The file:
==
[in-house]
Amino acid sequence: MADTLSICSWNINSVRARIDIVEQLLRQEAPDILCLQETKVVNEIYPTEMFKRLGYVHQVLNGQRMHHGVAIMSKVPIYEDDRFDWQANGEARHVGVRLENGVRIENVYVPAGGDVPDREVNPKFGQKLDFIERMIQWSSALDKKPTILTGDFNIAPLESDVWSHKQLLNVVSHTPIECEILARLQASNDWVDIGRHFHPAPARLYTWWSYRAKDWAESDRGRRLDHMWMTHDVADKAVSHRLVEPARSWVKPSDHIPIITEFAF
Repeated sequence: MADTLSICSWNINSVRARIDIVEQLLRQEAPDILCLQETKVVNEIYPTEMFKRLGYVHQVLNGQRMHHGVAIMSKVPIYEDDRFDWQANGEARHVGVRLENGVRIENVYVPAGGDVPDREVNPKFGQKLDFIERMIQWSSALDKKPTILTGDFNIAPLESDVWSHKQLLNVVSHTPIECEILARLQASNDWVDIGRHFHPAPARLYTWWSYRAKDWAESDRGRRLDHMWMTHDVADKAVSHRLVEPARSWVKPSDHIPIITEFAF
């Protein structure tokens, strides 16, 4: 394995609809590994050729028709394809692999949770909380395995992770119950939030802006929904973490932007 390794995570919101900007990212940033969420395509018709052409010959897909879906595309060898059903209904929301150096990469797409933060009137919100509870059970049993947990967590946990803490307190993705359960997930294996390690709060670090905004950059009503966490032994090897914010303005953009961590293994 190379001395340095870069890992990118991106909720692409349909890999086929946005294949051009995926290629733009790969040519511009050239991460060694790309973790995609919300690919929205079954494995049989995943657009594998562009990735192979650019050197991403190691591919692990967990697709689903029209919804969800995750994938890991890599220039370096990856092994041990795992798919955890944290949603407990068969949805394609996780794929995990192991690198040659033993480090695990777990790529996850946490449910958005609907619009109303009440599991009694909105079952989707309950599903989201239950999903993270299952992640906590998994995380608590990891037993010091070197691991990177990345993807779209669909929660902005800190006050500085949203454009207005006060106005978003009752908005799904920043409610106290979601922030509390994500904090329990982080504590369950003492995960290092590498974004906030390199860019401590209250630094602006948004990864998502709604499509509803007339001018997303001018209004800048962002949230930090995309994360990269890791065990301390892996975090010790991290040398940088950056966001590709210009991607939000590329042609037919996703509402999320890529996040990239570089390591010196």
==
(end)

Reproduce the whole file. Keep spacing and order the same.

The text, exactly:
[in-house]
Amino acid sequence: MADTLSICSWNINSVRARIDIVEQLLRQEAPDILCLQETKVVNEIYPTEMFKRLGYVHQVLNGQRMHHGVAIMSKVPIYEDDRFDWQANGEARHVGVRLENGVRIENVYVPAGGDVPDREVNPKFGQKLDFIERMIQWSSALDKKPTILTGDFNIAPLESDVWSHKQLLNVVSHTPIECEILARLQASNDWVDIGRHFHPAPARLYTWWSYRAKDWAESDRGRRLDHMWMTHDVADKAVSHRLVEPARSWVKPSDHIPIITEFAF
Repeated sequence: MADTLSICSWNINSVRARIDIVEQLLRQEAPDILCLQETKVVNEIYPTEMFKRLGYVHQVLNGQRMHHGVAIMSKVPIYEDDRFDWQANGEARHVGVRLENGVRIENVYVPAGGDVPDREVNPKFGQKLDFIERMIQWSSALDKKPTILTGDFNIAPLESDVWSHKQLLNVVSHTPIECEILARLQASNDWVDIGRHFHPAPARLYTWWSYRAKDWAESDRGRRLDHMWMTHDVADKAVSHRLVEPARSWVKPSDHIPIITEFAF
């Protein structure tokens, strides 16, 4: 394995609809590994050729028709394809692999949770909380395995992770119950939030802006929904973490932007 390794995570919101900007990212940033969420395509018709052409010959897909879906595309060898059903209904929301150096990469797409933060009137919100509870059970049993947990967590946990803490307190993705359960997930294996390690709060670090905004950059009503966490032994090897914010303005953009961590293994 190379001395340095870069890992990118991106909720692409349909890999086929946005294949051009995926290629733009790969040519511009050239991460060694790309973790995609919300690919929205079954494995049989995943657009594998562009990735192979650019050197991403190691591919692990967990697709689903029209919804969800995750994938890991890599220039370096990856092994041990795992798919955890944290949603407990068969949805394609996780794929995990192991690198040659033993480090695990777990790529996850946490449910958005609907619009109303009440599991009694909105079952989707309950599903989201239950999903993270299952992640906590998994995380608590990891037993010091070197691991990177990345993807779209669909929660902005800190006050500085949203454009207005006060106005978003009752908005799904920043409610106290979601922030509390994500904090329990982080504590369950003492995960290092590498974004906030390199860019401590209250630094602006948004990864998502709604499509509803007339001018997303001018209004800048962002949230930090995309994360990269890791065990301390892996975090010790991290040398940088950056966001590709210009991607939000590329042609037919996703509402999320890529996040990239570089390591010196």